The Cast of Cheers - Family (School Boy Error Recordings)
CD / DL
The new album from Irish band Cast of Cheers has recently been released. It's not without elements of the Paul Simon about it which, as Phil Neeson explains, isnt such a bad thing.
Dublin band, this lot, who put out their previous long-player Chariot free to download, and while this bit of generosity didn't get the mass publicity that Radiohead did when they let the buyer decide what to pay for one of their albums - admittedly a couple of years previously (is this the same thing?) - it didn't go unnoticed either because I for one remember reading about it somewhere. So there!
This record-- the follow-up to the free one-- kicks off with two twitchy, intense, played-to-the-clock numbers (the title track, and Poce Mit). It's also very post-Bloc Party, and though I'm not usually taken by something that can be described thus, I don't mind the angular simplicity of what this band do (if this description isn't some sort of contradiction).
You see, you sort of know where you stand with The Cast of Cheers (not a great name for a band, I know). I'm also hearing early Foals lots here (who themselves could be described as post-Bloc Party); with the rushed, staccato pulse of the instruments, and syllable-by-syllable, short-sharp vocal style. There is, though, an unmistakable tightness, even restraint to what The Cast of Cheers do that equally has to be admired.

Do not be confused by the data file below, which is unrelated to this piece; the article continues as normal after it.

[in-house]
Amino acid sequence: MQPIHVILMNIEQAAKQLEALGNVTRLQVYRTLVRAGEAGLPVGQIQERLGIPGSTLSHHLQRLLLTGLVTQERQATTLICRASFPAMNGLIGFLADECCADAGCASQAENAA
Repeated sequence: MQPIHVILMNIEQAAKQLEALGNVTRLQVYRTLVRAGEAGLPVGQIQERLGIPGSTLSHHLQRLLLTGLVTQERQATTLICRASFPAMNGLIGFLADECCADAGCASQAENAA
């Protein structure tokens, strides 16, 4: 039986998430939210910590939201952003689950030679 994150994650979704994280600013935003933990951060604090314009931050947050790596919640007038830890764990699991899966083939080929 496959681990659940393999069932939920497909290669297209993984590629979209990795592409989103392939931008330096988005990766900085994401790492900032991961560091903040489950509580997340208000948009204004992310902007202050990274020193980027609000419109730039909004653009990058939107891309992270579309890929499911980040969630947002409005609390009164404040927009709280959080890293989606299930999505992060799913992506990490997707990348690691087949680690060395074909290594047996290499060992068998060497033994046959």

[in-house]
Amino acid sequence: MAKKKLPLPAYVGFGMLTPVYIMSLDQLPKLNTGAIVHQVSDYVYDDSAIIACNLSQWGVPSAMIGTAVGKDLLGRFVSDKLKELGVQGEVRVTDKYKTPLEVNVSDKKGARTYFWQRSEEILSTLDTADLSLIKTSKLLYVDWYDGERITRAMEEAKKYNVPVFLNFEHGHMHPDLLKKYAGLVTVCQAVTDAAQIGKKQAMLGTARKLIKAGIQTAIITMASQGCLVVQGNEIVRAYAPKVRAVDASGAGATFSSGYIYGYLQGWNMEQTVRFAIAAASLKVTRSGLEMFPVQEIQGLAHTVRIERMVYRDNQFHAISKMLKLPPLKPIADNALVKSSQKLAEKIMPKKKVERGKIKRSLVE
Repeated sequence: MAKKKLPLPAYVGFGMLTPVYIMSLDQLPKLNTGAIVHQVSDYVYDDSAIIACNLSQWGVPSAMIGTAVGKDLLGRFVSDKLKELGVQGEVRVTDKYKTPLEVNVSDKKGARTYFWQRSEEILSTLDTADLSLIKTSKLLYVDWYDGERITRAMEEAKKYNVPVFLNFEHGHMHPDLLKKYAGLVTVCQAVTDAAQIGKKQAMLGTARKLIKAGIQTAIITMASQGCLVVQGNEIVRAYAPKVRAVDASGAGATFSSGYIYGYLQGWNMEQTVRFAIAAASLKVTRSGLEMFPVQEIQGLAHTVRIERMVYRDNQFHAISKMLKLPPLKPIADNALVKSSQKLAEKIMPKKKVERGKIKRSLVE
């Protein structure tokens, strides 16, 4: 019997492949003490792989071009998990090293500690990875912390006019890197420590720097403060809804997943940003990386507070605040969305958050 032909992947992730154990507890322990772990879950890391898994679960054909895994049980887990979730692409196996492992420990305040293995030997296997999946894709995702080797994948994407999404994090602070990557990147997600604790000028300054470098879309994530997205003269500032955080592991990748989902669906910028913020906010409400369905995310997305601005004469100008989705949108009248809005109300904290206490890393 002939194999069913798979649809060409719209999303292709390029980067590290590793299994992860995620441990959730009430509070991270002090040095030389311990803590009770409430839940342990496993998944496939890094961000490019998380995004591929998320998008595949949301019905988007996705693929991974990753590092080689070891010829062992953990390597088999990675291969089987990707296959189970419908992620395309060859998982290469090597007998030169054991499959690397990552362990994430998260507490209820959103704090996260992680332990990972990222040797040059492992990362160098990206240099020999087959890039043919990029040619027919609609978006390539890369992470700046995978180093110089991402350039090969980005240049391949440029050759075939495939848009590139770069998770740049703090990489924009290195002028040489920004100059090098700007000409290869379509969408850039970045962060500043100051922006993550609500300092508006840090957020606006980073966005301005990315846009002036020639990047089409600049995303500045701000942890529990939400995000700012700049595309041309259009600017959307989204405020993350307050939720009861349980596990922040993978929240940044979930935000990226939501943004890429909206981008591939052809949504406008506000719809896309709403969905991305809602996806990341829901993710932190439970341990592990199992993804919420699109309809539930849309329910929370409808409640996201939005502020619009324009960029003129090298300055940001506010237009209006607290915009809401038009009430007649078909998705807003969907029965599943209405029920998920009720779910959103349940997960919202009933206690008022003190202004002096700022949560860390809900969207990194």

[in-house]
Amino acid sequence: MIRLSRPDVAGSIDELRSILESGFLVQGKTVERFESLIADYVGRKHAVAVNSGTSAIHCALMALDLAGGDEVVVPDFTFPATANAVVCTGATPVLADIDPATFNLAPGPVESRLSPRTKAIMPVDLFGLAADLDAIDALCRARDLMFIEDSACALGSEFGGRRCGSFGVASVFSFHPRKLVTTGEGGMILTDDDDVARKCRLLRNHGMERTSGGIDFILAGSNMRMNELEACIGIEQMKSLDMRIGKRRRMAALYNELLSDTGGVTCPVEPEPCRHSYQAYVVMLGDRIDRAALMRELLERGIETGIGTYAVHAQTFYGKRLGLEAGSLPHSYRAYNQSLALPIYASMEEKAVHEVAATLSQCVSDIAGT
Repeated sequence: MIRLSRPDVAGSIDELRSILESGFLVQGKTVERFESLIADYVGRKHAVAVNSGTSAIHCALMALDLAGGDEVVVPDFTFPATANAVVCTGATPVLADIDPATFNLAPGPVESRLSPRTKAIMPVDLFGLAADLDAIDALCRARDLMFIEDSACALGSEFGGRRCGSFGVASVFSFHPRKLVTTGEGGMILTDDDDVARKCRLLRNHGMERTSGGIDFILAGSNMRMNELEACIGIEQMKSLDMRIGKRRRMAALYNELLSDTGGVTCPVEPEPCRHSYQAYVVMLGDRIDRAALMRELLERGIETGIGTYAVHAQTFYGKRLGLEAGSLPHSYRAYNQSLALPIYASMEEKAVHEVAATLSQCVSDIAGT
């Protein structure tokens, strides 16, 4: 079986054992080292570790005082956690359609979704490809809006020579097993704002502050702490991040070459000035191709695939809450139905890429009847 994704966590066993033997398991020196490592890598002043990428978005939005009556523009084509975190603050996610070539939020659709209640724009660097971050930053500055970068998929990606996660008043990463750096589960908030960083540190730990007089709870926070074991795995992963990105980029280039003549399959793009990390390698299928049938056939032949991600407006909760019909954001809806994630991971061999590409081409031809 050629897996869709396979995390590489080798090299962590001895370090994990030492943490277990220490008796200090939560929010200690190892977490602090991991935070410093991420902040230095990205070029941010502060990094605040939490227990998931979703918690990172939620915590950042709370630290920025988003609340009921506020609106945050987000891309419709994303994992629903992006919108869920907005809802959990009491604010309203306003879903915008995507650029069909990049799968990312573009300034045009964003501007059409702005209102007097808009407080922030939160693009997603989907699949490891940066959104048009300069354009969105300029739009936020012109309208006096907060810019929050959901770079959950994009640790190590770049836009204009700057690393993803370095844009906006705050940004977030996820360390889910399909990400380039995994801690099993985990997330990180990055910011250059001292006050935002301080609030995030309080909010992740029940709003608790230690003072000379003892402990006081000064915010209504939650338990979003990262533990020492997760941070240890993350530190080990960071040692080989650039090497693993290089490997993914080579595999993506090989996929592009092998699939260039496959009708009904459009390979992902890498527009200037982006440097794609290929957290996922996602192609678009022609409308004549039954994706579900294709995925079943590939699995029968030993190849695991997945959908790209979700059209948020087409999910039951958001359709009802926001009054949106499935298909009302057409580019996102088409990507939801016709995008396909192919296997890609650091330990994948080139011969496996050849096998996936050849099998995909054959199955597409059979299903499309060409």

As the album moves along things start to resemble Brooklyn's Vampire Weekend circa 2009-- see also "white boys doing Afrobeat"-- especially for tracks Human Elevator, and the follower Animals. I read somewhere that the band were listening to Paul Simon during the recording of this record, and I guess this is evident. Personally I liked the immediate early blast of the first couple of tracks, but maybe there is extra mileage to be had with the more slower-paced and thoughtful songs, such as Palace and Run, and Marso Sava-- good examples of what The Cast of Cheers can do if they hold back a little.
The thing is, and this can't be denied either, Family is a record that would have sounded better, and a little more fresh, about eight years ago but it is now 2012 and this sort of thing has been done to death, to be honest. Still, a conservative mark out of ten for this record would be a six, while a more generous one would be around seven, and today I'm feeling generous. To finish this review on a clichÃÂ©; The Cast of Cheers are at least good at what it is they do, this much is certainly clear when listening to them.